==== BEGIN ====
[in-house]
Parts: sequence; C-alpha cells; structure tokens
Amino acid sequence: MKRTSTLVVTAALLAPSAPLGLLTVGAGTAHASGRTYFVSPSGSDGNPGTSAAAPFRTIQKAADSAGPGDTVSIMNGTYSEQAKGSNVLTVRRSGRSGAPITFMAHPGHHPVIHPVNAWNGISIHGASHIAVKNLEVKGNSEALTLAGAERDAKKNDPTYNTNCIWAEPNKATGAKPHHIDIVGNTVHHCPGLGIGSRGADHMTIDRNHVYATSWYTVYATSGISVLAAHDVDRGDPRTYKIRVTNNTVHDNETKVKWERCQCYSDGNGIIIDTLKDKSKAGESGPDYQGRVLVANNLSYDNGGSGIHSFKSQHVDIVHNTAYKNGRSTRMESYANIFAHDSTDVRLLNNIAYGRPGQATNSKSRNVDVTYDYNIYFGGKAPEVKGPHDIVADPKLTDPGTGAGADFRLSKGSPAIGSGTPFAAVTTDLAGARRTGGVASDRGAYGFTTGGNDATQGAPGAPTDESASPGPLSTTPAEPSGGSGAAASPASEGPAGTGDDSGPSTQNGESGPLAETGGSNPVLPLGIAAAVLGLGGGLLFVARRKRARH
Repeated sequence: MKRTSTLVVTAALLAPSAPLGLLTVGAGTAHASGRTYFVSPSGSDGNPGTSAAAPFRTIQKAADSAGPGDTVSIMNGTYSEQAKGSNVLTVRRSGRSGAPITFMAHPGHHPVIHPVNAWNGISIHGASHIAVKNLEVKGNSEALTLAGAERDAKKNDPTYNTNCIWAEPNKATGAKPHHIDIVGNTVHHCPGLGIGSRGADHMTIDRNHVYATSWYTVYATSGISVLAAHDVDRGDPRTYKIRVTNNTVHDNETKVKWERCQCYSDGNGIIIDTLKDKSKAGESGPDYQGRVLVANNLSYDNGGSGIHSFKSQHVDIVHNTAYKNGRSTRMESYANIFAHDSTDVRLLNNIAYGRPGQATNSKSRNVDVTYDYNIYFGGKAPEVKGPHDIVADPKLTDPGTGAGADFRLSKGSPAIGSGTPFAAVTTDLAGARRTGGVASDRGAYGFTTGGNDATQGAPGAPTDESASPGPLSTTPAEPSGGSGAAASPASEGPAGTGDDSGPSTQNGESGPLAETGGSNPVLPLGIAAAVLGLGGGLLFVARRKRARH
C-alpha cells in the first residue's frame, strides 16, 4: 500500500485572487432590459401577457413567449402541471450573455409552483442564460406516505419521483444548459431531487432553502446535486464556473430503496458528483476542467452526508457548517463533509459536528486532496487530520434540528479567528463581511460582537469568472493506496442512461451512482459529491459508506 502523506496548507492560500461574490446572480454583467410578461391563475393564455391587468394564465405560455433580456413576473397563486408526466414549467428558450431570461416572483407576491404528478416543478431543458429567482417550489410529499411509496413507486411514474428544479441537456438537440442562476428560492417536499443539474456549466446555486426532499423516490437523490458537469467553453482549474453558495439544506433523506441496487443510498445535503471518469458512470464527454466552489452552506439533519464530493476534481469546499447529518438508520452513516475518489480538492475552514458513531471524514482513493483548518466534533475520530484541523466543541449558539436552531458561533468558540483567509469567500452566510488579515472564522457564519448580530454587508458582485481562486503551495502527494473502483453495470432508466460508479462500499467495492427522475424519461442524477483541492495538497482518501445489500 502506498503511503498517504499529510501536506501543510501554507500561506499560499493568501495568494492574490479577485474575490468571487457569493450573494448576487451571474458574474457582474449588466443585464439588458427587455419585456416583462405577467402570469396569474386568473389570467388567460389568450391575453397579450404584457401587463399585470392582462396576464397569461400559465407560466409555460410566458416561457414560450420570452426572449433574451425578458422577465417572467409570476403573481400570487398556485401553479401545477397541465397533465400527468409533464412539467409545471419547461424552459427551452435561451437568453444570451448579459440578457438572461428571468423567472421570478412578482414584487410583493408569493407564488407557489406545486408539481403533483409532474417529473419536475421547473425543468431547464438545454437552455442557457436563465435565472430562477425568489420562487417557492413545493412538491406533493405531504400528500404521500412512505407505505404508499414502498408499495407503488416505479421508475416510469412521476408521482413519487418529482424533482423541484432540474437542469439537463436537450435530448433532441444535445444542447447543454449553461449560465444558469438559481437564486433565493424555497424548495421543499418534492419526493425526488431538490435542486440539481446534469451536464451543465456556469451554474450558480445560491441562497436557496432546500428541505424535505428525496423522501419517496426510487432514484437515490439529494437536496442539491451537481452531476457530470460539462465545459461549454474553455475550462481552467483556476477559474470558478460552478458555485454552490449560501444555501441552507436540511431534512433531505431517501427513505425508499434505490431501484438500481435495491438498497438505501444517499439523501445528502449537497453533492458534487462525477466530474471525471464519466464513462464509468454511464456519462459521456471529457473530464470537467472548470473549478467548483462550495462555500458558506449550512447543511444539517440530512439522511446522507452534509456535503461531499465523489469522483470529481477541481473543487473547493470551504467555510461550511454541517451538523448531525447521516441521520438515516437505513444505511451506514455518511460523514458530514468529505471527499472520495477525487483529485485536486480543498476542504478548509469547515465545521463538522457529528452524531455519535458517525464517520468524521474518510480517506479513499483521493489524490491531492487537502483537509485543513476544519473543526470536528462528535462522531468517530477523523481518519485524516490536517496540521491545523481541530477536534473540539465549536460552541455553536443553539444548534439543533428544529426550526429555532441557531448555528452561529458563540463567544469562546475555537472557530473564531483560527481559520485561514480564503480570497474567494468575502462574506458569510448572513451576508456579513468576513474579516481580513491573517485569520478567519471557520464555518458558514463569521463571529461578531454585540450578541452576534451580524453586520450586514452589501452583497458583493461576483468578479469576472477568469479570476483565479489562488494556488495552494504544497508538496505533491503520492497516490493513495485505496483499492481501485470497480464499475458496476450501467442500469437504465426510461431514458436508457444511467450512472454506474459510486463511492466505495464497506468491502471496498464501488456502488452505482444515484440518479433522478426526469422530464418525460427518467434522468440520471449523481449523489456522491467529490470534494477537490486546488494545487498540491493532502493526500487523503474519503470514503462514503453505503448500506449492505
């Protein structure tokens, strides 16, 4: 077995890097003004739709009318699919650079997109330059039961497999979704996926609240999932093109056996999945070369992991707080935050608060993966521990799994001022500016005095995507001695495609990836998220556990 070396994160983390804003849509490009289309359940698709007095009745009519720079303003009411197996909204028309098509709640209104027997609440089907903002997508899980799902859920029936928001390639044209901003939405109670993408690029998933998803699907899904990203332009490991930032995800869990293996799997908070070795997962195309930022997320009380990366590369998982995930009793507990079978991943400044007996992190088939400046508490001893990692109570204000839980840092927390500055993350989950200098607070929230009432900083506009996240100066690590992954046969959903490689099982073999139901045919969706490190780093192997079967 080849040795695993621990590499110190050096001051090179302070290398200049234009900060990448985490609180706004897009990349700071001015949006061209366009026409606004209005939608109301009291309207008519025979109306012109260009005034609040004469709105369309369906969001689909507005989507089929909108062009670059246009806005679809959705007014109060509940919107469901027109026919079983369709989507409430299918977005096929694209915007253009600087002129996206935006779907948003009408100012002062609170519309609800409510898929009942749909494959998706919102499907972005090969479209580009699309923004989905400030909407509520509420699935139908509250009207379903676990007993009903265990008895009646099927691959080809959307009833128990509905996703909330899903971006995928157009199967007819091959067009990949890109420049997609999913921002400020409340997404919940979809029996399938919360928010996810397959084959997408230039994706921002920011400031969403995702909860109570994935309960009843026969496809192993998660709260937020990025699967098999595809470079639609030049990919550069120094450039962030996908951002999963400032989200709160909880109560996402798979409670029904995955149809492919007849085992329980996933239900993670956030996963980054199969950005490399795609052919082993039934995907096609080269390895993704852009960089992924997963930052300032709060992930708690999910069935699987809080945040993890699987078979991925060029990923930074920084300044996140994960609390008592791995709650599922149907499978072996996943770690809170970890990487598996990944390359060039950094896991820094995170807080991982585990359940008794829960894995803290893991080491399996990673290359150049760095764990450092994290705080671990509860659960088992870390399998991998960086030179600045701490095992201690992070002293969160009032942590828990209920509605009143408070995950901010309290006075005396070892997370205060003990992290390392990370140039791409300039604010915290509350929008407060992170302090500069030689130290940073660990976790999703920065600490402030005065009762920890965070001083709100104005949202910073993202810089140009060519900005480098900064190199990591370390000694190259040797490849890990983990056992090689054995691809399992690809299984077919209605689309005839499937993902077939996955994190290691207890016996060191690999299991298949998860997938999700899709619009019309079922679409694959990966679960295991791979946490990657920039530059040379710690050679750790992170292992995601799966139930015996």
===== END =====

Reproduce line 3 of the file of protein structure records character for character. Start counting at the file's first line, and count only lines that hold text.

Amino acid sequence: MKRTSTLVVTAALLAPSAPLGLLTVGAGTAHASGRTYFVSPSGSDGNPGTSAAAPFRTIQKAADSAGPGDTVSIMNGTYSEQAKGSNVLTVRRSGRSGAPITFMAHPGHHPVIHPVNAWNGISIHGASHIAVKNLEVKGNSEALTLAGAERDAKKNDPTYNTNCIWAEPNKATGAKPHHIDIVGNTVHHCPGLGIGSRGADHMTIDRNHVYATSWYTVYATSGISVLAAHDVDRGDPRTYKIRVTNNTVHDNETKVKWERCQCYSDGNGIIIDTLKDKSKAGESGPDYQGRVLVANNLSYDNGGSGIHSFKSQHVDIVHNTAYKNGRSTRMESYANIFAHDSTDVRLLNNIAYGRPGQATNSKSRNVDVTYDYNIYFGGKAPEVKGPHDIVADPKLTDPGTGAGADFRLSKGSPAIGSGTPFAAVTTDLAGARRTGGVASDRGAYGFTTGGNDATQGAPGAPTDESASPGPLSTTPAEPSGGSGAAASPASEGPAGTGDDSGPSTQNGESGPLAETGGSNPVLPLGIAAAVLGLGGGLLFVARRKRARH